“Those who climb to the peak of Monadnock have seen but little of the mountain. I came not to look off from it, but to look at it. The view of the pinnacle itself from the plateau below surpasses any view which you get from the summit. It is indispensible to see the top itself and the sierra of its outline from one side…. It is remarkable what haste the visitors make to get to the top of the mountain and then look away from it.” -Henry David Thoreau
Mt. Monadnock got its name from an Abenaki word that means “isolated mountain” or “mountain that stands alone.” The word “monadnock” is now even used by geologists to describe such a unique mountain. Mt. Monadnock, located in southwestern New Hampshire, stands about 1,000 feet taller than any mountain within a radius of 30 miles. Monadnock’s height combined with its bald, rocky top make this peak stand out for sure. Monadnock’s bald top is home to many uncommon plant species that are usually only found in the alpine zone; the fires set by people in the 1800’s to increase pastureland and (rumor has it) to kill off wolves from a potential wolf den on the mountain burned the topsoil from the mountain’s peak, turning Monadnock into quite an exceptional little ecosystem.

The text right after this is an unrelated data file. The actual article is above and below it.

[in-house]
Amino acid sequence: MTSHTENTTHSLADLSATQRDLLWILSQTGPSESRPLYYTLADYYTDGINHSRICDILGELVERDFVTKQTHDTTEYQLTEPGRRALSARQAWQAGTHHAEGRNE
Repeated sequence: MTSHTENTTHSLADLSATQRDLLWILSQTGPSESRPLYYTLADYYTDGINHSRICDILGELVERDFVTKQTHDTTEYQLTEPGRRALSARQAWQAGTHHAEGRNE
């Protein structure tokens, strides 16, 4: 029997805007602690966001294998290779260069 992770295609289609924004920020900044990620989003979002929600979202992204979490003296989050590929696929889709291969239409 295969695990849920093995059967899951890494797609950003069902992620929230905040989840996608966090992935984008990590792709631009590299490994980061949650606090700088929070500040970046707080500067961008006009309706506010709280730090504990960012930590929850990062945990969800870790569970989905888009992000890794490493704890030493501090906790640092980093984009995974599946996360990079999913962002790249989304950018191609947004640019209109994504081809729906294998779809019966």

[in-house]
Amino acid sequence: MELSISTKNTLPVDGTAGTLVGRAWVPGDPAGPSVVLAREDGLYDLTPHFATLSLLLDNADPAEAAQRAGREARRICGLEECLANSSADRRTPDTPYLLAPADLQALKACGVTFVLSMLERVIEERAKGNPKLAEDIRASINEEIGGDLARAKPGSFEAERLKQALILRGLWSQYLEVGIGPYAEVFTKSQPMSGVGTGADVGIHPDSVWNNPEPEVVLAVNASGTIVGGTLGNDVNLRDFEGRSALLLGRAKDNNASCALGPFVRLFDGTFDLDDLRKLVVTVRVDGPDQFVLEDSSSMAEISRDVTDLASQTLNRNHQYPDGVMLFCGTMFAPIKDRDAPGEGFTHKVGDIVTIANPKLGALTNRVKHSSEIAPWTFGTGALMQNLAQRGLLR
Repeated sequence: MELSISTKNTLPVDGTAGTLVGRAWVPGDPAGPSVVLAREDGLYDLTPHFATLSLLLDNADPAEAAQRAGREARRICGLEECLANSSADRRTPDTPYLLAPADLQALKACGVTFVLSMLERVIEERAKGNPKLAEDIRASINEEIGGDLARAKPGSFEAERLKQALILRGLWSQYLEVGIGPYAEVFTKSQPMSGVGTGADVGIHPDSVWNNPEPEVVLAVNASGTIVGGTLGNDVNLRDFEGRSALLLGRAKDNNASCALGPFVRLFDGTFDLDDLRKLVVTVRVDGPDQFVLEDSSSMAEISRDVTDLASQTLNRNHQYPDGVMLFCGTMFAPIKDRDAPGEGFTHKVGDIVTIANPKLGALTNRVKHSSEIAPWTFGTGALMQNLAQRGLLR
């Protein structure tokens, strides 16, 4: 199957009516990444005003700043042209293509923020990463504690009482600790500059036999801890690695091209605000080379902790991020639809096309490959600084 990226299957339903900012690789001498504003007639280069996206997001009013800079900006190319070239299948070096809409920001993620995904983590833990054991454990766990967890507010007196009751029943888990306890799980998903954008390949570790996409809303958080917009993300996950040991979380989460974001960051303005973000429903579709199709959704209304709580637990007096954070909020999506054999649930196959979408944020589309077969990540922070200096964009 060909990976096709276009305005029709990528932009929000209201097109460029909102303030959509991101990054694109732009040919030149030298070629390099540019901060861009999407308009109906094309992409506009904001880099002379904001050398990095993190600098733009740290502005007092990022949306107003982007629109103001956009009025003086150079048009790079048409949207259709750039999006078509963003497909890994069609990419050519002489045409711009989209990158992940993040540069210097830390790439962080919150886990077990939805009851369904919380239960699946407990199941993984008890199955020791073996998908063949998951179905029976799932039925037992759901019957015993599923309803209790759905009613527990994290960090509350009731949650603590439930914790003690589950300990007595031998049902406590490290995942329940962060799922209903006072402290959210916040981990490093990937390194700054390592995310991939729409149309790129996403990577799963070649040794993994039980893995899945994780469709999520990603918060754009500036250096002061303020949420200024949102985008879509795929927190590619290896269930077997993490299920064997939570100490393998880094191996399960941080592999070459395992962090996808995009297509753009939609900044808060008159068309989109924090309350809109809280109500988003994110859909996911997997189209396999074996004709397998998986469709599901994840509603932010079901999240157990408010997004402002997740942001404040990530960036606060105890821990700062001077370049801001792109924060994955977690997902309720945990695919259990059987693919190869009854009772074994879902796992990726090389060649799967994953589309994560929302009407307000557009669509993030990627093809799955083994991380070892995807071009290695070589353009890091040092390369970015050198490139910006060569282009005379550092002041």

Remarkably, Mt. Monadnock is the most climbed mountain in North America. While sources differ about how it stands on a global scale, it has been ranked as the most climbed mountain in the world after Mt. Fuji or most climbed after Mt. Fuji and Tai Shan mountain in China. I also heard tell of an escalator that now goes up Mt. Fuji, so it may be the most climbed mountain in the world. Regardless, the summit is especially crowded year-round (another reason that the pre-fire vegetation will probably not rebound at the top). Many of the side trails on the south and southwestern side of the mountain, however, are less crowded if you’re looking for a quieter hike. If I were to hike it again, I may just hike to the summit of Monte Rosa or Bald Rock using the side trails; those two peaks on the way up offer a better opportunity to “look at” the mountain, as Thoreau liked, and view the surrounding landscape without the crowds.
To see where I got my info and to learn more, check out: